Trump struggling to meet his promises

Trump struggling to meet his promises

While campaigning for the US presidency, Donald Trump made contradictory promises to business, the oligarchs who run the country, and working men and women. To those engaged in commerce and the wealthy, he pledged tax cuts, to labouring folk at the other end of the spectrum, jobs.

With a Republican majority in both houses of Congress, Tru­mp has been in a strong position to deliver but has failed. There has been no early spurt in grow­th, touted a “Trump bump.” Ins­tead, the US economy has rem­ained flat and is not expected to drive the country’s growth beyo­nd the 2% average reached since the 2008-09 Great Recession.

While a return to recession is not contemplated, economists disagree on the state of the economy. Trump proclaims his policies will yield an annual growth rate of 4% and boasted that “thi­ngs are starting to kick in now.”

Optimists argue growth could rise to 3-3.5%, basing their assessment on strong job creation in June, low petrol prices and an active stock market. But they have not taken into account the recent fall in the value of the dollar, suggesting that Trump’s promises have not impressed international observers.

To Trump’s chagrin, the US economy is unlikely to improve soon. Economists quoted by The New York Times say that “without a meaningful change in government policies — greater infrastructure investment, an overhaul of the corporate tax code, a new commitment to improve the skills of American workers — there is no reason to expect the domestic outlook to change.”

Trump has not put forward well thought out policies and the divided Republican Congress is unable to enact legislation needed to effect greater productivity. Although unemployment is low — 4.3% — income is either stagnant or falling for households other than those of the wealthy.

While stagnation could be caused by a low birth rate, an aging population and a work force that is growing slowly, Trump and the Republicans advocate measures which could make this situation worse due to their “America First” policy.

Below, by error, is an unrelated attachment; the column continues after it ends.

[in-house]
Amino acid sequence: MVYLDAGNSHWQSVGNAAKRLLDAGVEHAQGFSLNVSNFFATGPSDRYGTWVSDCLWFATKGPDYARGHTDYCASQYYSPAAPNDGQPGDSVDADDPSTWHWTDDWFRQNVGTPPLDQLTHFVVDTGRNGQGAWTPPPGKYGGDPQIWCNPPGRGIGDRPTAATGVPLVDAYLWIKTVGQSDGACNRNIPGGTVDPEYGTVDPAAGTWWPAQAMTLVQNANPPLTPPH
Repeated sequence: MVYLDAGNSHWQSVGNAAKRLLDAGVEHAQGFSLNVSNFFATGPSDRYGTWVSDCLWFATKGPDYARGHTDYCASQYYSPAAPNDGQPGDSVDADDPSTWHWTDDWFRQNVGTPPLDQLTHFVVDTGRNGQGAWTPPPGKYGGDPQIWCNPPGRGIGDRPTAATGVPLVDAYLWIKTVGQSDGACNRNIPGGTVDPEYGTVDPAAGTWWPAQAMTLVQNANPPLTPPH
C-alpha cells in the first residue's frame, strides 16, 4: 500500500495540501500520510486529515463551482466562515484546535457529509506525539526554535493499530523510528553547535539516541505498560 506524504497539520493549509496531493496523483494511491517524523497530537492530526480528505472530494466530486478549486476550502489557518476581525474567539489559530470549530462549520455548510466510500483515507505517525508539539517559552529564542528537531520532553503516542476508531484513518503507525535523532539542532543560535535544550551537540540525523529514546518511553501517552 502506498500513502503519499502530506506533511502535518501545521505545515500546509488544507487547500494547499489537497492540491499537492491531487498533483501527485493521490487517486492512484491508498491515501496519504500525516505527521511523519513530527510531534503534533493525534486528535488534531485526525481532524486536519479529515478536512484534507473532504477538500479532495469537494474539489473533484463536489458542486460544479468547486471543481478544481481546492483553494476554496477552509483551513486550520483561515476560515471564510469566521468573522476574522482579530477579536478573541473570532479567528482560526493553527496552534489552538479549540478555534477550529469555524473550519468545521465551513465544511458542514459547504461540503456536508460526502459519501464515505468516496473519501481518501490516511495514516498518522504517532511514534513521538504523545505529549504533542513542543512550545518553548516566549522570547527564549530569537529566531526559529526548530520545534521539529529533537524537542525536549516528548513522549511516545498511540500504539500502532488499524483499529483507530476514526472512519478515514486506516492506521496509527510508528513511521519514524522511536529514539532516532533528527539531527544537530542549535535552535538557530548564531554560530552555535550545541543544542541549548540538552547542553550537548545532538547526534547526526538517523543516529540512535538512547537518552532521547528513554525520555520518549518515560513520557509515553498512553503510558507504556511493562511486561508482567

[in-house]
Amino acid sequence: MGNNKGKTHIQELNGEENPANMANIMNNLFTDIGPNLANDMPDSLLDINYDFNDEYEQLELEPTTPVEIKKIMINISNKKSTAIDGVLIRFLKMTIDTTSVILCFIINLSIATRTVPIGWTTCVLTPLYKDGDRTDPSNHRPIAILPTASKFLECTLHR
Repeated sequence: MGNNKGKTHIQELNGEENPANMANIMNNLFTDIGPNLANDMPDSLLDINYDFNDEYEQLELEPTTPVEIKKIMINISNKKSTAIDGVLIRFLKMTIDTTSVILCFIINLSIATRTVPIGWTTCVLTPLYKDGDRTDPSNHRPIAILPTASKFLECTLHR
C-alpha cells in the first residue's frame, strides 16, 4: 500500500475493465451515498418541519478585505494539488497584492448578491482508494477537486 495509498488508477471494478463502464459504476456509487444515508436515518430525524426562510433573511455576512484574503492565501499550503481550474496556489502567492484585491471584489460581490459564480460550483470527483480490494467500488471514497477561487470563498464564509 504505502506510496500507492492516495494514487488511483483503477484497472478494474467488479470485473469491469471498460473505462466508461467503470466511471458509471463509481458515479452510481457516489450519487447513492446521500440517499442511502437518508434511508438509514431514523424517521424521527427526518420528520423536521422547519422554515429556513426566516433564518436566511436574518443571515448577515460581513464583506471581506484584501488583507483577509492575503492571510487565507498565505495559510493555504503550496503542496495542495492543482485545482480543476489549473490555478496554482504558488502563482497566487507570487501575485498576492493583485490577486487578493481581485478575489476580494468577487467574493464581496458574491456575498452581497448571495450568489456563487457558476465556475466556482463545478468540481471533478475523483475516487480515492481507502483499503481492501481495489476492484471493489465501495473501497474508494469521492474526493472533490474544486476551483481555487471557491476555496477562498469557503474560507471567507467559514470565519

Trump seeks to deport three million “undocumented” immigrants, largely from Latin America, who are employed in jobs US workers will not do. The migrants tend crops, pick fruit and vegetables and carry out other menial tasks where pay is low. Without migrants, California, the sixth largest economy in the world, cannot cultivate, pick, sort and export its agricultural produce.

Trump also seeks to reduce the 85,000 visas for highly specialised migrants, the majority from India, who are recruited to fill jobs in the information technology (IT) sector. IT companies argue that there are not enough US citizens to meet rising demand.

Although the national unemployment rate is low, tens of tho­usands of workers have lost jobs in areas where industries have closed down or cut staff. Trump pledged to save their firms and their jobs. He cannot deliver because jobs in many sectors have gone abroad where manufacturing is cheaper than in the US. Shops are filled with goods made in India, China, Vietnam, Cambodia, and other countries where labour earns less.

Some US sectors are obsolete due to technological developments. Trump has visited depressed mining towns in states dependant on coal and promised to save jobs although demand is for workers trained to produce renewable energy such as solar and wind devices expected to make obsolete polluting coal-fired power plants.

For miners who die early of occupational diseases, shutting down the mines is a blessing in the long-term but a disaster in the short-term when they must feed families. Due to Republican determination to cut costs, Tru­mp has not promised to retrain miners for jobs outside coal.

Japanese products

US automobile manufacturers have been overtaken by Japanese firms putting workers in the local automotive industry out of work. Japanese companies have set up operations here, employ US workers and make quality vehicles. Trump can’t comp­lain about the US-made Japanese products as long as firms continue to manufacture in the US but has condemned moves to Mexico by at least one producer.

This firm seeks to make vehicles for that market instead of exporting them to Mexico from the US where manufacturing costs are higher. Trump has made threats against companies proposing this option.

Fearing insecurity under the Trump administration, many families have cut consumer spending and avoided borrowing against their homes to finan­ce purchases. They understand they could lose healthcare coverage provided by the Barack Obama era legislation or face heavy student loan payments.

Due to falling household income, federal tax takings have decreased slightly. Trump’s determination to cut taxes of the rich will, if adopted, seriously reduce the amount of money available for welfare, heath and renewal of the country’s neglected and depreciated infrastructure.

Finally, by rolling back limitations on green house gas emissions, Trump could increase damaging climate change for mid-western and southern states where, scientists estimate, inhabitants who are already struggling could lose up to 20% of their income. Ultimately, thousands could relocate to moderately affected states to seek housing and jobs, increasing pressure on those regions, their inhabitants and resources.
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